On a BRC webinar in the midst of the lockdown, Guy Parker, Chief Executive of the Advertising Standards Authority, updated retailers on the ASA’s strategy and priorities, and how these are being affected by COVID-19.

While there were no great surprises, the session served to remind retailers that the regulator will continue to focus its resources more on online advertising, and on ads which pose a risk to vulnerable members of society, in the coming months and years.  Although the need to respond to the immediate risks brought about by COVID-19 means that some of the ASA’s projects will be delayed, the pandemic and the response it requires also galvanise and add additional impetus to certain aspects of the ASA’s strategy. 

Five Year 

The ASA’s five year strategy 2019-2023 is entitled “More Impact Online”.  The strategy responds to the ever-increasing use of online advertising, a phenomenon which Guy Parker noted is being further accelerated by current social distancing measures.  The strategy includes developments in a range of areas, from how the public report breaches, to the ASA’s own monitoring, to developing the approach to prioritisation of cases, and education.  It is notable that the strategy is about procedural improvements and prioritisation; it does not for example call for changes to the substantive rules governing UK advertising. 

One area of focus is on improving the ways in which the public report on non-compliant advertising, to encourage a representative cross-section of the public to report.  While the ASA receives a large number of complaints compared with equivalent organisations in other EU countries (Guy Parker noted that 60% of complaints to advertising regulators in the EU are complaints to the UK’s ASA), the statistics show that complainants are not representative of the wider UK population.  Older, wealthier people from London and the South-East account for an unrepresentatively high proportion of complainants.  One of the ASA’s approaches to address this bias is to introduce new reporting methods which encourage younger generations to report issues.  So the ASA is now trialling a streamlined reporting form  to report COVID-19 related non-compliant ads, as an alternative to a more formal complaint.  

The ASA is also increasing its proactive monitoring of non-compliant ads, and is deploying new technologies to do this effectively online.  This includes using avatars, which simulate the profiles of children of different ages, and can then be used to monitor the advertising to which children are exposed across hundreds of websites.  Avatar monitoring was used to produce last year’s ASA report on HFSS ads and children, and its use indicates that online ads for age-restricted products such as alcohol and HFSS will continue to be submitted to greater scrutiny.    

Highlighted Areas of Focus

Guy Parker highlighted three particular current areas of focus.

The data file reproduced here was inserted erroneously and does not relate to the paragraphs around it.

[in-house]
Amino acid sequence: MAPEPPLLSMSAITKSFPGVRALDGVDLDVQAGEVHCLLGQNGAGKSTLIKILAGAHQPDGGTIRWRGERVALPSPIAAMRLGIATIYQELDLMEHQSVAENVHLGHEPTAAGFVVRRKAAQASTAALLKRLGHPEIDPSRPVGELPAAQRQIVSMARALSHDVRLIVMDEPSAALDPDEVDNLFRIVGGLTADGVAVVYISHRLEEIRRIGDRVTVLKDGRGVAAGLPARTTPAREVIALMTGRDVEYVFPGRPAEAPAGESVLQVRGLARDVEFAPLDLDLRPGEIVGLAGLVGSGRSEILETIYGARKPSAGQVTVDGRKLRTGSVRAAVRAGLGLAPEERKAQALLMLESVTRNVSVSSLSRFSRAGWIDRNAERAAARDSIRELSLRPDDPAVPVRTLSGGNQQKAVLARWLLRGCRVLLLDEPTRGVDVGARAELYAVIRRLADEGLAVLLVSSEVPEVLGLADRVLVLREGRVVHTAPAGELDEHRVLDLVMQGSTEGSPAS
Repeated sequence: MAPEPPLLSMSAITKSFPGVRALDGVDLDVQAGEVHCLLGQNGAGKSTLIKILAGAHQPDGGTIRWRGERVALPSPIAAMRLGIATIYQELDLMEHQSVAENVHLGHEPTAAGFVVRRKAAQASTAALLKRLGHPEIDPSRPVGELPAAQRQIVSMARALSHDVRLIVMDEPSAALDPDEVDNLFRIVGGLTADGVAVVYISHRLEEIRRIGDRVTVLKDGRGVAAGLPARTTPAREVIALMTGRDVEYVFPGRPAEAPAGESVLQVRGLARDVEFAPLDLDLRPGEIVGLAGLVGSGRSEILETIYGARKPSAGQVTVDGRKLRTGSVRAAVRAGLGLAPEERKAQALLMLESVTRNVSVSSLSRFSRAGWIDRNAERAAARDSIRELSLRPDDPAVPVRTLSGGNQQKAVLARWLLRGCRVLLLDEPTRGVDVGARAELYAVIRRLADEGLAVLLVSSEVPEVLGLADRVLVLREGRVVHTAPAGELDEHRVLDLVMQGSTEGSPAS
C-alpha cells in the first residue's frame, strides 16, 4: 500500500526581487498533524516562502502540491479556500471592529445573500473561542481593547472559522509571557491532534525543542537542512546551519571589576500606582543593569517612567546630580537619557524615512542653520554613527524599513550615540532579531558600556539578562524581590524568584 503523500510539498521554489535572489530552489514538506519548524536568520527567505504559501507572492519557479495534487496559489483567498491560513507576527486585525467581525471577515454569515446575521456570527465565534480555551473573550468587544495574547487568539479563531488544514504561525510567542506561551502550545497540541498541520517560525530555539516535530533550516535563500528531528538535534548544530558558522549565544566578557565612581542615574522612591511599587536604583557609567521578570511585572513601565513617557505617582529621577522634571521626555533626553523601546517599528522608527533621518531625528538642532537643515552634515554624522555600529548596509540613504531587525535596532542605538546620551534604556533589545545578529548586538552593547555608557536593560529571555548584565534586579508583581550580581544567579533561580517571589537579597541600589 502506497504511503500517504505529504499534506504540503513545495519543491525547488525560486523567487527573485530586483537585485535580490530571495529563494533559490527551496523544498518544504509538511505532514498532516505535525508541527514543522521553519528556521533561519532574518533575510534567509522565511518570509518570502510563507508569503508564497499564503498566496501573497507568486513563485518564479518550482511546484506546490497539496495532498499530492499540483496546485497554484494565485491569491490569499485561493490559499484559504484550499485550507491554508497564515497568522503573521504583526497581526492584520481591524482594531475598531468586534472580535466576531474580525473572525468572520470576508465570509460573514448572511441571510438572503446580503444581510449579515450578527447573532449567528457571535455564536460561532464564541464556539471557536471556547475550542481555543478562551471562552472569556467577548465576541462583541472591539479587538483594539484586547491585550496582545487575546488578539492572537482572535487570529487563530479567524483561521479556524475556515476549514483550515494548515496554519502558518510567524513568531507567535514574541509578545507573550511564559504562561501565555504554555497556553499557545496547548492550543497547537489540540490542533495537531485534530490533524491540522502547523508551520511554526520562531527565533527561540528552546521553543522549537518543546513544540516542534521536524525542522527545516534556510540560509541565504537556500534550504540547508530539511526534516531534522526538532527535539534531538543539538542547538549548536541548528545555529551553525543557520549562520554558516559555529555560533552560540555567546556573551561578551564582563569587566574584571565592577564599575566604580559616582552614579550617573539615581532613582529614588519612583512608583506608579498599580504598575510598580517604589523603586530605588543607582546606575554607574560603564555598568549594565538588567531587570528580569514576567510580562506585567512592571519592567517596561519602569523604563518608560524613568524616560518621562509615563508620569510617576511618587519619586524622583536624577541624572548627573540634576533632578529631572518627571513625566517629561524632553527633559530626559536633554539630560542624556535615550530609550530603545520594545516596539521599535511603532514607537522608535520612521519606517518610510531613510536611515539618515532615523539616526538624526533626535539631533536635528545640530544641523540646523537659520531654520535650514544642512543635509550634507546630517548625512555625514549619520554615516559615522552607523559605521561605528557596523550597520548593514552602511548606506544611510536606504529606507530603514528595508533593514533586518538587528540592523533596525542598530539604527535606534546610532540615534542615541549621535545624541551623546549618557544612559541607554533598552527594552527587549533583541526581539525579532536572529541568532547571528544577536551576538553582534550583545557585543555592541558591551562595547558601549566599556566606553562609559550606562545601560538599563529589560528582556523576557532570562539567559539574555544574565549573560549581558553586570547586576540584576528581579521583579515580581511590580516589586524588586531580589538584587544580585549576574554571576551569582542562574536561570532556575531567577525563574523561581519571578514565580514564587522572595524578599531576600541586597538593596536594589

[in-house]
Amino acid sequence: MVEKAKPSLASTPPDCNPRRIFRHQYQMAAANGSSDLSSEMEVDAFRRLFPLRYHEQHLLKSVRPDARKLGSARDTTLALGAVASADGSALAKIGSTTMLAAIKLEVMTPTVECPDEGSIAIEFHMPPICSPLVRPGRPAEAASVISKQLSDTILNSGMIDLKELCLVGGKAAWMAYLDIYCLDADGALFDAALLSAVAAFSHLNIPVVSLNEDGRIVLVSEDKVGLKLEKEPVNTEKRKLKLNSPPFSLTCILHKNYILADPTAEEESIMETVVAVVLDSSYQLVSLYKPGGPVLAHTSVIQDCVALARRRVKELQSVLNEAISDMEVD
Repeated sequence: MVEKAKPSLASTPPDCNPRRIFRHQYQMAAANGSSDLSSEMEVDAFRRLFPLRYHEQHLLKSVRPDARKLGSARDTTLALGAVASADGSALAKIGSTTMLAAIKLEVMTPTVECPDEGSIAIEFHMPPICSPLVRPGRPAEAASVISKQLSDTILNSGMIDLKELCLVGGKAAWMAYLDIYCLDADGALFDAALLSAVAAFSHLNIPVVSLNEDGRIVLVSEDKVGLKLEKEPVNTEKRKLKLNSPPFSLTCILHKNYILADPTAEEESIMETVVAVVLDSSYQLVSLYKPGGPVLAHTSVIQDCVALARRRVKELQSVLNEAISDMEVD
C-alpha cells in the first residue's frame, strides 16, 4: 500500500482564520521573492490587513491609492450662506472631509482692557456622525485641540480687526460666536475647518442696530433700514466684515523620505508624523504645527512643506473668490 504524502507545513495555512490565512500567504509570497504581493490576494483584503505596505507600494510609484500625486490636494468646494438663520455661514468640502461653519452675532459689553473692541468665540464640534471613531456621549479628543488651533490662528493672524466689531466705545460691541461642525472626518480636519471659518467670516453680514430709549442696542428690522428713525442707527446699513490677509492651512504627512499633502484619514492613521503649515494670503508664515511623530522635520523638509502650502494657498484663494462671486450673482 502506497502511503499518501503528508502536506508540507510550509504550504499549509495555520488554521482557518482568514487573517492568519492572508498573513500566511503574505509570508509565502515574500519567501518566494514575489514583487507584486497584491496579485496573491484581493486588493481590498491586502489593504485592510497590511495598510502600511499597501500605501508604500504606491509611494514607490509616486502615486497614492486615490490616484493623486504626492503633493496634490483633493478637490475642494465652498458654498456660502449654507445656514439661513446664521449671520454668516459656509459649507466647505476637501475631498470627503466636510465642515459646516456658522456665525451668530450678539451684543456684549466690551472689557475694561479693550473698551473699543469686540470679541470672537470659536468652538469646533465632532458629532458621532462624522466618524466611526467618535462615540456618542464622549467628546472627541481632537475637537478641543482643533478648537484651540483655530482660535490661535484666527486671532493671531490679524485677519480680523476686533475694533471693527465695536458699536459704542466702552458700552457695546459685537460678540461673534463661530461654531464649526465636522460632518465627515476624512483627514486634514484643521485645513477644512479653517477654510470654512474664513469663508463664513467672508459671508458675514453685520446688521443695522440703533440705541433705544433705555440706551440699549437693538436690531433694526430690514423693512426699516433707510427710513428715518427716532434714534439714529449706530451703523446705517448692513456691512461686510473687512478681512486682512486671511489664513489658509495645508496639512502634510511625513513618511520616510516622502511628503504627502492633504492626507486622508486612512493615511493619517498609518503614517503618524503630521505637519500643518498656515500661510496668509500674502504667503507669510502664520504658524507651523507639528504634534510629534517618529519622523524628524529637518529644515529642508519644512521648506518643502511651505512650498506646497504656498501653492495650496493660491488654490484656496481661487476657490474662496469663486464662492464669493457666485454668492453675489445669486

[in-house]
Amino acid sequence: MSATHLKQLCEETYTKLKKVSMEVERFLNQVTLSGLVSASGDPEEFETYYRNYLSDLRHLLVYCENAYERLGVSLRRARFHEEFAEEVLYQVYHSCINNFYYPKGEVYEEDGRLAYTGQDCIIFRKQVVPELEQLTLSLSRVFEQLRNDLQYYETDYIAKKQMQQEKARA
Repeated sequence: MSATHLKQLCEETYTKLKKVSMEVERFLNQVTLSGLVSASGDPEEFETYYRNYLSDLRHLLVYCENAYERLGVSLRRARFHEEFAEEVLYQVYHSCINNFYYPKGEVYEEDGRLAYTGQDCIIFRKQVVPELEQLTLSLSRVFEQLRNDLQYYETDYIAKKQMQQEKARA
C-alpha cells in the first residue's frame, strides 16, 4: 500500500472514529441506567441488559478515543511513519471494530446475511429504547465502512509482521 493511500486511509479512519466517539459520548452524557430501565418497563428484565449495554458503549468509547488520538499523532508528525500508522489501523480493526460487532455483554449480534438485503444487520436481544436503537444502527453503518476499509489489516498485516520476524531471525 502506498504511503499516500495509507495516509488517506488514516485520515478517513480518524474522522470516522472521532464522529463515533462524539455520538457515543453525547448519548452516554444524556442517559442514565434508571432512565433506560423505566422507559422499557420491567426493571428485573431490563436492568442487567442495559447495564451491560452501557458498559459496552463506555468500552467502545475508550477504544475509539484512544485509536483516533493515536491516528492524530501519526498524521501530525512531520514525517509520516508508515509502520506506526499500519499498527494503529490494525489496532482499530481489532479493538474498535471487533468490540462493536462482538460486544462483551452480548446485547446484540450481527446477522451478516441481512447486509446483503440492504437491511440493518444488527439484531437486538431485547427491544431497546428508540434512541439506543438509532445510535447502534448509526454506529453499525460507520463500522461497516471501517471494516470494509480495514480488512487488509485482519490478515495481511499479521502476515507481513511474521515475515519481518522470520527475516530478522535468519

1: Protecting the Vulnerable 

ThASA is concentrating its resources on non-compliant ads which are likely to harm the most vulnerable in society, and gave alcohol, HFSS, influencer advertising and gambling ads as particular examples.  This will come as no surprise to those following the ASA’s case and publication output over the last year.  We should expect to continue to see tough rulings in this area, drawing on data which shows likely exposure of more vulnerable consumers, and the harms that they can  suffer.  This focus is also driving the ASA’s approach to COVID-19-related ads, where the ASA is, for example, acting quickly to stop ads for PPE products which exploit vulnerable consumers fears of infection (see my firm’s coverage of this here). 

2: Prioritisation and Using Partnerships to Regulate Online 

Given the ever increasing number of potential cases to investigate (resulting from escalating numbers of complaints, and the use of new monitoring intelligence sources), the ASA has had to prioritise.  It has reduced the number of formal investigations it pursues, and moved to an  “educate first” approach, of simply notifying first time offenders in less serious cases.   

The ASA is also seeking to maximise its impact by working in partnership with other regulators and enforcement agencies.  Guy Parker gave the recent example of collaborating with a retailer’s primary Trading Standards authority, to successfully resolve systemic reference pricing issues, leading to tens of thousands of reference prices being changed. 

3: Online Platforms  

The ASA have been working with Google, Facebook and other platforms for over a year, on initiatives to improve ad compliance on their platforms.  An improved scam ad alert system has been agreed, but work with the platforms is very much ongoing, with a key issue being the extent to which the platforms should be responsible for gatekeeping.  Guy Parker indicated that ultimately (in a year or so’s time), if the platforms did not assume sufficient responsibility, the legislator might need to intervene.

Parting Thoughts

For retailers, key take-homes from the session were to expect continued regulatory scrutiny when marketing to children and other vulnerable categories of consumer (especially online), and also when advertising COVID-19-related products (cleaning materials, PPE, medicines, etc).  Guy Parker’s comments on platform responsibility form part of the wider ongoing debate on this hot topic, which also takes in the CMA’s study on online platforms and digital advertising and the government’s Online Harms White Paper 

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This article was originally published in The Retailer, our quarterly online magazine providing thought-leading insights from BRC experts and Associate Members.